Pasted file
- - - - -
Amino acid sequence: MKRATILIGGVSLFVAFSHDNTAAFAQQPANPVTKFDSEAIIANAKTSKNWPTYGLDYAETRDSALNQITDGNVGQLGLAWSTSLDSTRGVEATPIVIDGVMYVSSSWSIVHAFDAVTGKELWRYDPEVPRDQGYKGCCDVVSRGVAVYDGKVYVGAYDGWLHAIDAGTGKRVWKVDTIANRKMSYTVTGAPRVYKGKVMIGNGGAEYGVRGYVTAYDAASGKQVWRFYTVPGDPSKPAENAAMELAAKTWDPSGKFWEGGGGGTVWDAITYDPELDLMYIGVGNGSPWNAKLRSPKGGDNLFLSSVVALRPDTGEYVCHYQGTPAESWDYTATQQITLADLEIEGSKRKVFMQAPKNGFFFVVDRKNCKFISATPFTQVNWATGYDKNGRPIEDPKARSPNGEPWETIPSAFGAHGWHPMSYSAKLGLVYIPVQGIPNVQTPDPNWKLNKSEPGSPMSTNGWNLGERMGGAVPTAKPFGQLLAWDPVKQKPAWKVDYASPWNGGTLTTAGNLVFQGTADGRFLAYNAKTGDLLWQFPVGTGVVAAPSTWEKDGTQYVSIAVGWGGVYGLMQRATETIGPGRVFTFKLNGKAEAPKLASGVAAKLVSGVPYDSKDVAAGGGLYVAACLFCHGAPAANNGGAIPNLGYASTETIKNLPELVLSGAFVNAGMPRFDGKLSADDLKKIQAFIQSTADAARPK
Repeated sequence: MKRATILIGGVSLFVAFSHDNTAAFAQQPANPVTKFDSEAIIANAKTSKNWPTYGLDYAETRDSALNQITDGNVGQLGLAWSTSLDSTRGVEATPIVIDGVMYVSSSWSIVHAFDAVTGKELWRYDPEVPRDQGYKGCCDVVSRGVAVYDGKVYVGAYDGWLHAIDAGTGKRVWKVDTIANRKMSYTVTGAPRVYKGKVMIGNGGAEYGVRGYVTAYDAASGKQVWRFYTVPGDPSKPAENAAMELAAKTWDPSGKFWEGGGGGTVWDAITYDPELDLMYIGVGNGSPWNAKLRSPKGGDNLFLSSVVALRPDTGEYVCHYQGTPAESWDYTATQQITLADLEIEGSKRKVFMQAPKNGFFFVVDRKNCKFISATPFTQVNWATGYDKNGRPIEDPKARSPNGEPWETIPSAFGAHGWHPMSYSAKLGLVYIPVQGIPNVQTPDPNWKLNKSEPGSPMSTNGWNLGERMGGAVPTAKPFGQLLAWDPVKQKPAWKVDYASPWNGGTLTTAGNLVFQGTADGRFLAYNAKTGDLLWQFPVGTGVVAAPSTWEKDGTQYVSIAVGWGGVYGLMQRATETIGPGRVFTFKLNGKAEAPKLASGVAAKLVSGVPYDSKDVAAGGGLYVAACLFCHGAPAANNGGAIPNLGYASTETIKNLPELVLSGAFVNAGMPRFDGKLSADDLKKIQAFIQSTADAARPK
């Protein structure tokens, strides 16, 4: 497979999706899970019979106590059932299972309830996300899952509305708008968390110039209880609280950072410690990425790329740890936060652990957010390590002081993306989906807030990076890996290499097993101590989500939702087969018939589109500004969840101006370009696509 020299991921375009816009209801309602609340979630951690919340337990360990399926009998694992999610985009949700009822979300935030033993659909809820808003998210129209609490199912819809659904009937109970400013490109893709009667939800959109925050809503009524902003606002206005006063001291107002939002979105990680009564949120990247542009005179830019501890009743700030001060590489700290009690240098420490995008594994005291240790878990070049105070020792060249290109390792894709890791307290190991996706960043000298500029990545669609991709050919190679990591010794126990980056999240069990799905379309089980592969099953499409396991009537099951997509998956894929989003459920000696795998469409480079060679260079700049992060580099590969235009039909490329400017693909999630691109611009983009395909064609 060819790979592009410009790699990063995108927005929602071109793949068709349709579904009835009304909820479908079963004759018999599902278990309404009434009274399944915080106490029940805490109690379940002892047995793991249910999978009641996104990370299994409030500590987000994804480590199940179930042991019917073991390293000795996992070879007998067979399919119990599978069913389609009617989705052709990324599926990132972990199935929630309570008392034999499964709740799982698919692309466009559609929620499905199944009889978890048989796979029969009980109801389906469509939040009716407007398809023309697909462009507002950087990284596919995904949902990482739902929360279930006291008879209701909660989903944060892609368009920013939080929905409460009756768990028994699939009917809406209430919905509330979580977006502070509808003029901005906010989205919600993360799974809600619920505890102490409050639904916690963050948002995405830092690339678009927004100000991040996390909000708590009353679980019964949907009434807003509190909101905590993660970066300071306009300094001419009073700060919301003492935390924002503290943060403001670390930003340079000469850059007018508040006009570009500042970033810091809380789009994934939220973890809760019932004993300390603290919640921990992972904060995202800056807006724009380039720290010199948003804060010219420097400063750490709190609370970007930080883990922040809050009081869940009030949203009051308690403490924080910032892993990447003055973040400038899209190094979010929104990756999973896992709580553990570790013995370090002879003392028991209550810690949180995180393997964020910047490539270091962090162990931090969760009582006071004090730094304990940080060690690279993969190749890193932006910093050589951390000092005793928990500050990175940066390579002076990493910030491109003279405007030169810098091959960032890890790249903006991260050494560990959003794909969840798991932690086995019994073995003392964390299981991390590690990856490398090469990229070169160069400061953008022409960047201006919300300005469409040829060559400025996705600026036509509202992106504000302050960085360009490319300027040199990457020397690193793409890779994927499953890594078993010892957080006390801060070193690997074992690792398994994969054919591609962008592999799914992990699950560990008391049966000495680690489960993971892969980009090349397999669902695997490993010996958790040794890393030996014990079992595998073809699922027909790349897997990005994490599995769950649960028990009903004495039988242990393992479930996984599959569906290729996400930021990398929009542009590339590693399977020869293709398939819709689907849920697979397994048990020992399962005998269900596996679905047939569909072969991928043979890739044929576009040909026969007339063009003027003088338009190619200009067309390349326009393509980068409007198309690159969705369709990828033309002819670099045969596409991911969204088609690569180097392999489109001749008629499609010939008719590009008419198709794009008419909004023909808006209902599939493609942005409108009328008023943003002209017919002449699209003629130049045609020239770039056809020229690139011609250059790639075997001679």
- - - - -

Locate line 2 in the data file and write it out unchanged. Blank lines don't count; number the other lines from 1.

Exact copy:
Repeated sequence: MKRATILIGGVSLFVAFSHDNTAAFAQQPANPVTKFDSEAIIANAKTSKNWPTYGLDYAETRDSALNQITDGNVGQLGLAWSTSLDSTRGVEATPIVIDGVMYVSSSWSIVHAFDAVTGKELWRYDPEVPRDQGYKGCCDVVSRGVAVYDGKVYVGAYDGWLHAIDAGTGKRVWKVDTIANRKMSYTVTGAPRVYKGKVMIGNGGAEYGVRGYVTAYDAASGKQVWRFYTVPGDPSKPAENAAMELAAKTWDPSGKFWEGGGGGTVWDAITYDPELDLMYIGVGNGSPWNAKLRSPKGGDNLFLSSVVALRPDTGEYVCHYQGTPAESWDYTATQQITLADLEIEGSKRKVFMQAPKNGFFFVVDRKNCKFISATPFTQVNWATGYDKNGRPIEDPKARSPNGEPWETIPSAFGAHGWHPMSYSAKLGLVYIPVQGIPNVQTPDPNWKLNKSEPGSPMSTNGWNLGERMGGAVPTAKPFGQLLAWDPVKQKPAWKVDYASPWNGGTLTTAGNLVFQGTADGRFLAYNAKTGDLLWQFPVGTGVVAAPSTWEKDGTQYVSIAVGWGGVYGLMQRATETIGPGRVFTFKLNGKAEAPKLASGVAAKLVSGVPYDSKDVAAGGGLYVAACLFCHGAPAANNGGAIPNLGYASTETIKNLPELVLSGAFVNAGMPRFDGKLSADDLKKIQAFIQSTADAARPK